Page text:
Jodi Picoult never ceases to amaze me! ‘Picture Perfect’ is another brilliant novel that draws you in completely and shows you a whirlwind emotional journey from the first page to the last!
The book begins as an unknown woman is found in a graveyard…she cannot remember her own name, let alone how she got there! Luckily, she bumps into a local policeman (albeit the day before he actually starts working for the police…) and he looks after her until (much to their surprise…) her husband arrives to collect her. Oh, yes did I mention that her husband is world-famous filmstar Alex Rivers? Don’t worry if you aren’t familiar with the name…neither is Cassie…and she’s the one married to him!
Cassie soon finds herself sucked into the madness of celebrity life and unable to get used to the person that she supposedly used to be. As the story unravels and we get a deeper insight into Cassie and Alex’s relationship…we begin to understand what could have led her to the graveyard that night and why she would want to forget the present and find her true self again.
‘Picture Perfect’ is a fantastic book full of twists and turns and Picoult’s writing keeps you guessing until the very end! It also raises interesting ideas about identity and how easy it is to lose sight of yourself when you’re deeply in love with someone, even if being with them is destructive to yourself.
Wow! Another absolutely fantastic dark, dystopic masterpiece from Margaret Atwood! I absolutely loved reading ‘The Handmaid’s Tale’ in school and couldn’t wait to get my hands on another Margaret Atwood book! Not having a job for a while and doing various batches of work experience has meant that the majority of books that I’ve been reading lately were kindly given to me from the publishing companies…so after doing some freelance work, I hit town and picked up ‘The Year of the Flood’ and a couple of other books that I’ve had my eye on!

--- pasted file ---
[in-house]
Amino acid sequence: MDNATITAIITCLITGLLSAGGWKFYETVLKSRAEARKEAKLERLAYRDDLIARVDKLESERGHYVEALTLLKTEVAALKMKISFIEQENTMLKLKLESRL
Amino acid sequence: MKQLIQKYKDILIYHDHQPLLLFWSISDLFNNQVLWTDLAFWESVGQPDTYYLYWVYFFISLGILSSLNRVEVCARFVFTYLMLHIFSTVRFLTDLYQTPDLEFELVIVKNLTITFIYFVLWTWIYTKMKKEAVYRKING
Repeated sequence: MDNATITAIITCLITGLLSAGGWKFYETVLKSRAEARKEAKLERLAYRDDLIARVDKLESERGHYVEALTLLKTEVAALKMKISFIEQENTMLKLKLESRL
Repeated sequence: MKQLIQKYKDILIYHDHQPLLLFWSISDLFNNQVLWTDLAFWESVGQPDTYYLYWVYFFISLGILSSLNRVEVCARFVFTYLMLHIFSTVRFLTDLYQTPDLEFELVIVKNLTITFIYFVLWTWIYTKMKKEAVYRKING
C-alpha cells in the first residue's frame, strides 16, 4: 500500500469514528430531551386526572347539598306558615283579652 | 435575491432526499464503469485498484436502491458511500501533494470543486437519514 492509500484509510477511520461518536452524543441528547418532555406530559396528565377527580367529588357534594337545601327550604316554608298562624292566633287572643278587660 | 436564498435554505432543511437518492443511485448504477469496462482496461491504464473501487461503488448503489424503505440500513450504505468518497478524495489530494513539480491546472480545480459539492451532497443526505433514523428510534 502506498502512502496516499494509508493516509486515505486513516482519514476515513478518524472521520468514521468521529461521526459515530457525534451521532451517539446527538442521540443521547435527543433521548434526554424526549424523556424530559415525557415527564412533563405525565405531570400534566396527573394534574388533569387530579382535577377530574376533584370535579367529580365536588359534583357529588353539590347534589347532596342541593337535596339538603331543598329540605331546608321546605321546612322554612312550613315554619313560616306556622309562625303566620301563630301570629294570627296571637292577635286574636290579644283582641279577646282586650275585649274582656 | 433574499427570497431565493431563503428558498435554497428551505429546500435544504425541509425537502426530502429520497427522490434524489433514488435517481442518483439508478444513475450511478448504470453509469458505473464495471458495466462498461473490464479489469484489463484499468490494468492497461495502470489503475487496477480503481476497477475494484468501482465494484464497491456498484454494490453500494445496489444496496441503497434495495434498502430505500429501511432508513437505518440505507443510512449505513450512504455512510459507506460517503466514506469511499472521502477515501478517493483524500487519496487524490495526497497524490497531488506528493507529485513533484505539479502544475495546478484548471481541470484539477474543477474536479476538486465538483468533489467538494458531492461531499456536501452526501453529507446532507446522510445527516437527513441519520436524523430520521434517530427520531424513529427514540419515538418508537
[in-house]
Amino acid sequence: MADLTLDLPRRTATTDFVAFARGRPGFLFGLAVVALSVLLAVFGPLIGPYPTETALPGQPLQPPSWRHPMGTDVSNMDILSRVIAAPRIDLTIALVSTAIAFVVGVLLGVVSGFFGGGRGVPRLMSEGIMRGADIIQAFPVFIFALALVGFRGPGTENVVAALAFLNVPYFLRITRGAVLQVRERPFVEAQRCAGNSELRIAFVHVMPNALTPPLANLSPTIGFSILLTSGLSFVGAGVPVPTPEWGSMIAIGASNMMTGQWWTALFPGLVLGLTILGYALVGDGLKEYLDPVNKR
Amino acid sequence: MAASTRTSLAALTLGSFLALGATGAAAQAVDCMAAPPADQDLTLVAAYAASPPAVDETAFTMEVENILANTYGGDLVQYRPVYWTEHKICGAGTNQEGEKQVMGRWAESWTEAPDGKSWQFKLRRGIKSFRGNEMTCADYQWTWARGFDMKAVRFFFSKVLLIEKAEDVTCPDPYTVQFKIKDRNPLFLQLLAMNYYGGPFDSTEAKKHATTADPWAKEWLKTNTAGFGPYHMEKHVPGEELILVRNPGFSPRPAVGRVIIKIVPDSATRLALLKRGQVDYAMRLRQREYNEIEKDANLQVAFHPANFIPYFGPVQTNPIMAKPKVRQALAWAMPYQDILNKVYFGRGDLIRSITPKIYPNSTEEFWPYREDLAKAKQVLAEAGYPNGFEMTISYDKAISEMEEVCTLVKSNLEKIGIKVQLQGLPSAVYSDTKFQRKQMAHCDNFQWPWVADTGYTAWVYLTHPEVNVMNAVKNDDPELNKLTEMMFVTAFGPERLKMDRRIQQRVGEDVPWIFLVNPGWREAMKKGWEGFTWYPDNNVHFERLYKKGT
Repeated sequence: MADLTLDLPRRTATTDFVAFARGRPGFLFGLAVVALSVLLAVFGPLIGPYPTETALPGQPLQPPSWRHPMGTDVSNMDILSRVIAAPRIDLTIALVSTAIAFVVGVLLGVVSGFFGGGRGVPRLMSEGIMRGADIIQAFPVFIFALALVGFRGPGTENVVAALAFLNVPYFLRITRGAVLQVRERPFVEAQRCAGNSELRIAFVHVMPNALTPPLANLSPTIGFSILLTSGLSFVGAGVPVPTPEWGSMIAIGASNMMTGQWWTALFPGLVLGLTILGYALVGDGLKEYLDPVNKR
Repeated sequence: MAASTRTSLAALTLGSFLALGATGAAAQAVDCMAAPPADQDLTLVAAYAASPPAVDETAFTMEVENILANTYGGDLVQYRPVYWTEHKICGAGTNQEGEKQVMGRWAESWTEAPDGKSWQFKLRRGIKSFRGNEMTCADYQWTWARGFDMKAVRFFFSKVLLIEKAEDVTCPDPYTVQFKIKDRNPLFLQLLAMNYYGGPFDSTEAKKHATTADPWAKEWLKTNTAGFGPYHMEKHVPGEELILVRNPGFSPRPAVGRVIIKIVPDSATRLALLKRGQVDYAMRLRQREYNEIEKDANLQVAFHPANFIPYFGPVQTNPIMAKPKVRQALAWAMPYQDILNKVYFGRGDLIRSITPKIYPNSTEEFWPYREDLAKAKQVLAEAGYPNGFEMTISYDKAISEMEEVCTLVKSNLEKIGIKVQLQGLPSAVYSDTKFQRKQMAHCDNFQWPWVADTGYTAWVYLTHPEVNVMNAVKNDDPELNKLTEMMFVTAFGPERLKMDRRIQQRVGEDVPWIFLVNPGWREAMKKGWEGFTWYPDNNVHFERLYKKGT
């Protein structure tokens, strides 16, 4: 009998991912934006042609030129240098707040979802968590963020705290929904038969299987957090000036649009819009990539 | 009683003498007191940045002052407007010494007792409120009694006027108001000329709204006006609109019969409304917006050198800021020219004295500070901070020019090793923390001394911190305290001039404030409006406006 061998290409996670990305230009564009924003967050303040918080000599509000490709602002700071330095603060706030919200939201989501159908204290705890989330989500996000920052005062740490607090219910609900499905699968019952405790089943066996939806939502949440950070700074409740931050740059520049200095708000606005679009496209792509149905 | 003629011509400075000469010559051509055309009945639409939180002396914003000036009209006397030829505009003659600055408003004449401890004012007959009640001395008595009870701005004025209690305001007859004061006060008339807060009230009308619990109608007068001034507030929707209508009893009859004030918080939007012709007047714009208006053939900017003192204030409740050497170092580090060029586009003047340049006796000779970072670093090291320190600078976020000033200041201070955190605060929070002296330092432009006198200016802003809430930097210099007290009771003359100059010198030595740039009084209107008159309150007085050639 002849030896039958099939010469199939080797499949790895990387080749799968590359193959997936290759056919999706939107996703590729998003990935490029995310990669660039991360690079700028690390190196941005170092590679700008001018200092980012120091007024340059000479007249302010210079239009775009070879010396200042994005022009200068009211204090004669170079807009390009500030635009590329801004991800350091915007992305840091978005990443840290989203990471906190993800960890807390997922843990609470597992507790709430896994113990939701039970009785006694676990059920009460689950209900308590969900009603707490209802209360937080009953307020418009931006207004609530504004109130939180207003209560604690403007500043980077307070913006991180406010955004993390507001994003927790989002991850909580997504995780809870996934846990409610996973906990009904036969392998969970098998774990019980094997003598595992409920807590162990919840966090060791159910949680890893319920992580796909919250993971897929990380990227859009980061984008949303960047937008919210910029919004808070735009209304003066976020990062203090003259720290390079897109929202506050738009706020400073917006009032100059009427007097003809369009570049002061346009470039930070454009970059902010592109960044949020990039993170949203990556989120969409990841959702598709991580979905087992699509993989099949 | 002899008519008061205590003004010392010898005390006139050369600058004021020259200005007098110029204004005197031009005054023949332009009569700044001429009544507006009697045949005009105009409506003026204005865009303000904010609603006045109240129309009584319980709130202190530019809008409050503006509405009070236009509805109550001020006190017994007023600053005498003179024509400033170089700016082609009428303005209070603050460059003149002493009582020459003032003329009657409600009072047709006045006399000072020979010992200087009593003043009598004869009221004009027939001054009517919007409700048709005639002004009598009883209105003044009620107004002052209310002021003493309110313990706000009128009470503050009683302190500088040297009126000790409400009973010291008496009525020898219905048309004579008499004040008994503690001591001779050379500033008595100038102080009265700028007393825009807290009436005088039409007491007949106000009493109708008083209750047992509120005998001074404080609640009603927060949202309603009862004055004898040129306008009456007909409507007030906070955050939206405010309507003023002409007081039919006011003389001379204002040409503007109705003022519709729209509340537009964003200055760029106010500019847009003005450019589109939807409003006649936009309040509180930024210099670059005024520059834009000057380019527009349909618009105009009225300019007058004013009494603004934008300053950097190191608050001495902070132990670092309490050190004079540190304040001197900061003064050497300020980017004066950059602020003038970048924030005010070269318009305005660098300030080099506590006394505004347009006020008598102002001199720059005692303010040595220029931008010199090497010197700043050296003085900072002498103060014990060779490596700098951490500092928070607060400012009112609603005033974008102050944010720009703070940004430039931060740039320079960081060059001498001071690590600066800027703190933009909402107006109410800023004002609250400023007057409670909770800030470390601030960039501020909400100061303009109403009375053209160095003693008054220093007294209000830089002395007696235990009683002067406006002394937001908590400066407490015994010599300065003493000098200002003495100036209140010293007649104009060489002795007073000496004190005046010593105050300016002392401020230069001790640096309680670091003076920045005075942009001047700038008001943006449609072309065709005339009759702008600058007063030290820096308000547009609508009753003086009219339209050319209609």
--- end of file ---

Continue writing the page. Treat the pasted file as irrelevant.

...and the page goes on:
Anyway…I soon delved into the book and into the years surrounding the ‘waterless flood’ that rampaged the planet. Following the entangled lives of two female survivors, Toby and Ren throughout various stages of the disaster and the aftermath. Atwood has this incredible way of creating terrifyingly serene societies whilst simultaneously throwing spanner after spanner into the works in the form of brutish characters like Blanco and attacks by other desperate survivors.
Long before the ‘waterless flood’, Adam One, the gentle-natured leader of the God’s Gardeners, which is a movement dedicated to looking after the planet, predicted that a disaster would wipe the unprepared civilisation away into nothingness and so he (along with various other Adam and Eve’s) began to prepare those who chose to abide by the ways of the Gardeners for that awful time ahead. When it happens, Ren is locked inside a sex-club and Toby has secured herself away in an abandoned spa. Both women use the skills that they gained from their time with the Gardeners to survive against all odds!
It becomes apparent from the outset that loneliness and identity are key themes throughout and both Toby and Ren experience extreme moments of loneliness but also interchange identities throughout (through no fault of their own, but purely for survival!) Another key element of the novel is the idea of the unknown. Neither Ren nor Toby know if any of their loved ones have survived let alone whether anyone else on the planet is still alive out there!
‘The Year of the Flood’ is an extraordinary but haunting novel that shows the importance survival in the face of adversity. In a similar way to ‘The Handmaid’s Tale’, the idea of identity is evident throughout and it both gains and loses importance in waves throughout the novel. I love Atwood’s writing style, I found myself transported back in time to my GCSE years and the sheer enjoyment that I felt, diving into a dystopia whilst safe in the knowledge that I could close the book and remain in this sometimes difficult though highly favorable world.